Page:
The Amazon Echo Dot with Clock is an ideal bedroom companion for music playback, nearby device control, and everyday tasks (such as taxi booking, etc.) even if it is priced a bit steep.
In a manner of speaking, the Echo Dot is to the Echo what the iPod nano was to the original hard drive-driven iPod. But this likeness wasn’t always so apparent when the Echo Dot was first released in March 2016. Also, it didn’t help that we only started seeing the Echo Dot in India from the second-generation model on. With the new third-generation model though, it’s amply clear that the Echo Dot is a shorter, more affordable version of the outgoing Echo. Sure, it may feature fewer microphones and speakers but it’s a proper Echo device nonetheless, in the same way an iPod nano was considered a proper iPod. And that’s exactly what Amazon wanted to create.
Rs 5,499 is rather steep for the added time display functionality
Amazon is currently selling the third-generation Echo Dot with an optional digital clock on its website. So, the clock-less Echo Dot sells for Rs 3,499 as of writing this review. If you wait for a grand sale (the way I did), you can get it for as low as Rs 1,999 along with a free smart bulb. It comes in grey, black, purple, and white colour options. The variant with a clock, however, sells for Rs 5,499. It’s available only in white and, as of writing this review, in stock again only in late February 2020. Still, let’s find out how it did during its stay at the Digit Test Centre.
Design and Build
The third-generation Echo Dot shares its design language with the current Echo and that’s no coincidence. It’s lost that original hockey puck design but has acquired a larger, softer, more curvy figure that looks friendly and approachable in any part of the house. Like the larger models, the Echo Dot is wrapped in fabric tightly around the sides. Like the second-generation model, there are four buttons on top: Volume up, Volume down, Microphone on/off, and Action. The signs on these buttons are embossed, so identifying them in the dark shouldn’t be a challenge. While the Echo has seven microphones around its four buttons, the Echo Dot makes do with four. The Echo Dot with Clock, however, comes with the addition of a four-character eight-segment LED display.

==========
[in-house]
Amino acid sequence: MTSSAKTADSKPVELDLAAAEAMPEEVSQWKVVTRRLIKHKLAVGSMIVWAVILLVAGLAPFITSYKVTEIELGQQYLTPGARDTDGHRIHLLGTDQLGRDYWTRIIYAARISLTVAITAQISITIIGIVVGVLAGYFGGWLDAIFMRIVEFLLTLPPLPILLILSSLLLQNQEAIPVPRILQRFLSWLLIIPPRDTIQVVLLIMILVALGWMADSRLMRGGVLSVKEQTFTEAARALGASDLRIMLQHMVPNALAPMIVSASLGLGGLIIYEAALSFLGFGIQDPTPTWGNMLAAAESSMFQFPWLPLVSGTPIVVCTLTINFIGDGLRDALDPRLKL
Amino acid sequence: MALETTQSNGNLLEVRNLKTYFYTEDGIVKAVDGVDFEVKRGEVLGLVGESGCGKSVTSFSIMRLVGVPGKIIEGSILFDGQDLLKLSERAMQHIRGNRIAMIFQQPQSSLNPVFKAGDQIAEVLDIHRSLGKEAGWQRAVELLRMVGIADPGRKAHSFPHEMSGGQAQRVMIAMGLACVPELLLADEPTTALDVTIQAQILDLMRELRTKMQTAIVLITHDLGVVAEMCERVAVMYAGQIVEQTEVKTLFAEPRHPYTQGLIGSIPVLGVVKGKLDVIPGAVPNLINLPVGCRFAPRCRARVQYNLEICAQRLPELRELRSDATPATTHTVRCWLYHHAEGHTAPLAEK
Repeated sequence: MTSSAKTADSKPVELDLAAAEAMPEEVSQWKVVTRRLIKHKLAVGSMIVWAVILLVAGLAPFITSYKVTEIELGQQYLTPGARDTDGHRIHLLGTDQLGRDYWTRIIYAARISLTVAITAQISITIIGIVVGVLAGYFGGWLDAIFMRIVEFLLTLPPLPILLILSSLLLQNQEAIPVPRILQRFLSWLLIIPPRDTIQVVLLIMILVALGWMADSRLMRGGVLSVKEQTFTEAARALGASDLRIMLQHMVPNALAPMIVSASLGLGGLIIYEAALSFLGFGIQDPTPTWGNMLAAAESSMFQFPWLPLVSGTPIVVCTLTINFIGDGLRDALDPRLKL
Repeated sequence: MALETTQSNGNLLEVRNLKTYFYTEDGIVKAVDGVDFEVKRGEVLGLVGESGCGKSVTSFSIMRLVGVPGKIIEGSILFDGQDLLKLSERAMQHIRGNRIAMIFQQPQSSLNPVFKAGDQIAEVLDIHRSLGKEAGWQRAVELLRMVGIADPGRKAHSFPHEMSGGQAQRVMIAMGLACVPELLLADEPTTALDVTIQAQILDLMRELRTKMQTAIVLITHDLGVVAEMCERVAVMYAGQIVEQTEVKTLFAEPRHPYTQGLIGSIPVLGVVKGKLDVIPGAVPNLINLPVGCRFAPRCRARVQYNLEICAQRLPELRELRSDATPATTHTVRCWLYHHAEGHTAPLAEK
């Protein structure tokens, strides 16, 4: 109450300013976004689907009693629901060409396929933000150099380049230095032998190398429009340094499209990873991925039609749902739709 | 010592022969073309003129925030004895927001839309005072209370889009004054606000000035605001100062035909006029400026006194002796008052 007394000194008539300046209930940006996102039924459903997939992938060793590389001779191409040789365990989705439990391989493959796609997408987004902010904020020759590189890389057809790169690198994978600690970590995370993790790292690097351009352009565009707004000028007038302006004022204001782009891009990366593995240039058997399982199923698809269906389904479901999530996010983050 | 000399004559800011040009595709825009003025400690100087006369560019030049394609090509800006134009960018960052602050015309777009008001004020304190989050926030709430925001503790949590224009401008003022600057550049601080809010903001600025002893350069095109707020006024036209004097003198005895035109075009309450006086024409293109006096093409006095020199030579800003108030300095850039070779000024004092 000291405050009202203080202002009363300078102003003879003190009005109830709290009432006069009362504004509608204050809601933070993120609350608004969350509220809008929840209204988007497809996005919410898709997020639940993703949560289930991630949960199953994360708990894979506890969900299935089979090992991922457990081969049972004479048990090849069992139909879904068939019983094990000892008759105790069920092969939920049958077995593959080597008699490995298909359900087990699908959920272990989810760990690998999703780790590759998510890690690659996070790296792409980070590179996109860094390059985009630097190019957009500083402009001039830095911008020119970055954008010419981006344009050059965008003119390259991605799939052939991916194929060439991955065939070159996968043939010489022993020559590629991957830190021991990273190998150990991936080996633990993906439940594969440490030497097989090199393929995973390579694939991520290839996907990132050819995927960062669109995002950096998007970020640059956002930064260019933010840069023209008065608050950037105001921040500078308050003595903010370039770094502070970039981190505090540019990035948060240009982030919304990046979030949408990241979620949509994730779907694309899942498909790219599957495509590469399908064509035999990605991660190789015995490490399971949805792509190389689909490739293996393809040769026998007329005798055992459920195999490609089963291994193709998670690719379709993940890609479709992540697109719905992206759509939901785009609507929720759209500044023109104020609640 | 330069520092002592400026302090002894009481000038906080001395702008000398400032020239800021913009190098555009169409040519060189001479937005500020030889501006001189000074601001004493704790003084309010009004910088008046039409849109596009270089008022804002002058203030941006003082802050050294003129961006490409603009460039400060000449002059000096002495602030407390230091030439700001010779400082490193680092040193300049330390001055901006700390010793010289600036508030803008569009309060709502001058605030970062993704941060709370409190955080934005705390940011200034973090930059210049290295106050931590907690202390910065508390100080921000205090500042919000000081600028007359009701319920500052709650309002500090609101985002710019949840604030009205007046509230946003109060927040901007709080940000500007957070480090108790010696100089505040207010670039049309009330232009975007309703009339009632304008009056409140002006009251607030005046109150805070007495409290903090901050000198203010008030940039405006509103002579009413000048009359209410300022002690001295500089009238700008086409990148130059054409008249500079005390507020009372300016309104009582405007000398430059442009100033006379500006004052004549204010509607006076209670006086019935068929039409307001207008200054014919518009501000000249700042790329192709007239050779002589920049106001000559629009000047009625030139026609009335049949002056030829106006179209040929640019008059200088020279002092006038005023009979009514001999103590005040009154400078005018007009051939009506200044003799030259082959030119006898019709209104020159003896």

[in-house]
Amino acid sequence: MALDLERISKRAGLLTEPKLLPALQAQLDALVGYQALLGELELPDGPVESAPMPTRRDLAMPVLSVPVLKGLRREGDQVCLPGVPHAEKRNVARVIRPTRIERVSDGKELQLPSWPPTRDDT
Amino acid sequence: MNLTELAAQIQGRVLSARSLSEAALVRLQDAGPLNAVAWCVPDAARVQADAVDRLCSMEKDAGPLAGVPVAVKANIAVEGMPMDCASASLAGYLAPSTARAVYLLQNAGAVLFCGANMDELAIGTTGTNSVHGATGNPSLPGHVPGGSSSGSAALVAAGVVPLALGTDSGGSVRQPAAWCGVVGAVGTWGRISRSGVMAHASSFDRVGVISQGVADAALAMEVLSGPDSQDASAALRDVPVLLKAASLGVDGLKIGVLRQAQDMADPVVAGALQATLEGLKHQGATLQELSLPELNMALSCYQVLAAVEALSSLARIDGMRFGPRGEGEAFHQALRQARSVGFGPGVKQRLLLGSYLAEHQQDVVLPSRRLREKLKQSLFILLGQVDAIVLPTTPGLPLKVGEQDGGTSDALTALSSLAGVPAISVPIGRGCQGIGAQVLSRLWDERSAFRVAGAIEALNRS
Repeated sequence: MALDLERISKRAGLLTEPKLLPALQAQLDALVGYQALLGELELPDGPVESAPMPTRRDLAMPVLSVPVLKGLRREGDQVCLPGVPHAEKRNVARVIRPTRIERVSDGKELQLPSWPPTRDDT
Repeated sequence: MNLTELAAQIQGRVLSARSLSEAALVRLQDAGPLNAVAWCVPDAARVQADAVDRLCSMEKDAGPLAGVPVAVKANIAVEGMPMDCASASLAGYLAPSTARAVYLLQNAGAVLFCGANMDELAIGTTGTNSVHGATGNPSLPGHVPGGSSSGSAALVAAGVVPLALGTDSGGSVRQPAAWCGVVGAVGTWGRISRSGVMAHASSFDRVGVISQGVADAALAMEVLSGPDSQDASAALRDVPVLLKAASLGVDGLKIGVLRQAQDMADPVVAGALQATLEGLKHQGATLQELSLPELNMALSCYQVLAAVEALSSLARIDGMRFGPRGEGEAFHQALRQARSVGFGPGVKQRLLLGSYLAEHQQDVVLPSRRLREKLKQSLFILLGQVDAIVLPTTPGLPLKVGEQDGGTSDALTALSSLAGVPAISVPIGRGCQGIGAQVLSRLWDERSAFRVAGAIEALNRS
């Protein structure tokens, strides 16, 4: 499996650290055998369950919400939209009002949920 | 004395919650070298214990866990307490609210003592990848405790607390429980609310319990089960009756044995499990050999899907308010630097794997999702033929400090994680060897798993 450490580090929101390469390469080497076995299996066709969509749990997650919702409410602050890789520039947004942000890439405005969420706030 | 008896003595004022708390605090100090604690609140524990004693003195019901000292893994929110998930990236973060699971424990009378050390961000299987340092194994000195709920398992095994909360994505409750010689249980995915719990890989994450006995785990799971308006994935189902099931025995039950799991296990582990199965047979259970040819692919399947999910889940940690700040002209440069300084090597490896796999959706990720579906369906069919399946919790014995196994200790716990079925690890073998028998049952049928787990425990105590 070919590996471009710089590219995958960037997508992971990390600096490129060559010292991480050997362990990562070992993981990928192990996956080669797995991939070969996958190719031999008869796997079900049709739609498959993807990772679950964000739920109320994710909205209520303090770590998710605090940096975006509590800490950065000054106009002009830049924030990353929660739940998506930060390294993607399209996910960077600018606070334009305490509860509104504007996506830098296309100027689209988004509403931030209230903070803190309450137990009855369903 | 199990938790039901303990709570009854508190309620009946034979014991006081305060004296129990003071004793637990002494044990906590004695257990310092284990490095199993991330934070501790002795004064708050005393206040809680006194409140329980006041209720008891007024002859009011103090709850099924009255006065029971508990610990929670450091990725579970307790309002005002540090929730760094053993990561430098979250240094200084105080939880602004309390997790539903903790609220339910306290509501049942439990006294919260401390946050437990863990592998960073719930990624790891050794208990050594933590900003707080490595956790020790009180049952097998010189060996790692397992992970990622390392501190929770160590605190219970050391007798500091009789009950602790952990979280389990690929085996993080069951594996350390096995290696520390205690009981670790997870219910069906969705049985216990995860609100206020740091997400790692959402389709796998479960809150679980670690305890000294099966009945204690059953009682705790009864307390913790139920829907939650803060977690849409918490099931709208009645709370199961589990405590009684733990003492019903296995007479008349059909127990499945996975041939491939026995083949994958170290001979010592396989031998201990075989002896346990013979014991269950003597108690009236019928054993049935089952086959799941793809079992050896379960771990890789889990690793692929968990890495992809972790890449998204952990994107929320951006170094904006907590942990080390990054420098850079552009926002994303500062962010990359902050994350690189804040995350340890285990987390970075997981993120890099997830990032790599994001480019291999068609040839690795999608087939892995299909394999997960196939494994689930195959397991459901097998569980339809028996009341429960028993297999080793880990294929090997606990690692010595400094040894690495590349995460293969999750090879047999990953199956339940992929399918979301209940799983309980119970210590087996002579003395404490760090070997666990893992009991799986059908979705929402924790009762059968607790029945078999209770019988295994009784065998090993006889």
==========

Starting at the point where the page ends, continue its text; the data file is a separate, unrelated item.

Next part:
Four mics on top
On the back, the Echo Dot features a round-pin power port and a 3.5mm jack for audio output. The latter gives the Echo Dot a serious edge over the recently launched Google Nest Mini, its most direct competitor. You can read our review of it here. This should let you hook the device up to a larger, more powerful set of external speakers, thus letting you enjoy better sound while retaining the device’s smartness. The Echo Dot’s base has a large circular rubber foot, which should keep the speaker in place on most indoor surfaces. Like the more expensive models, the Echo Dot sports a proper multi-colour light ring to tell you what the device is up to. All things considered, the Echo Dot is built and designed quite well. If anything, the non-clock variant could have come with a wall mount on the back for added flexibility.
The 3.5mm audio output jack is a boon
Setting up the Amazon Echo Dot is as easy as setting up the Google Nest Mini, if not easier. The setup process, which typically takes up to twenty minutes to complete, requires you to install the Amazon Alexa app on your iOS/Android smartphone first. The display greets you with a quick ‘Hello’ when the device is powered on but doesn’t help with the setup process or display any other messages, which means you have to hook the Echo Dot up to your local Wi-Fi network using the app. That’s understandable because very little textual information can be communicated on the speaker’s four-character eight-segment LED units. If anything, the Amazon Alexa app could be more responsive. Whether it's on iOS or Android, the app is tiring to use.
Four-character eight-segment display is only to show the time
Amazon Alexa app is not always responsive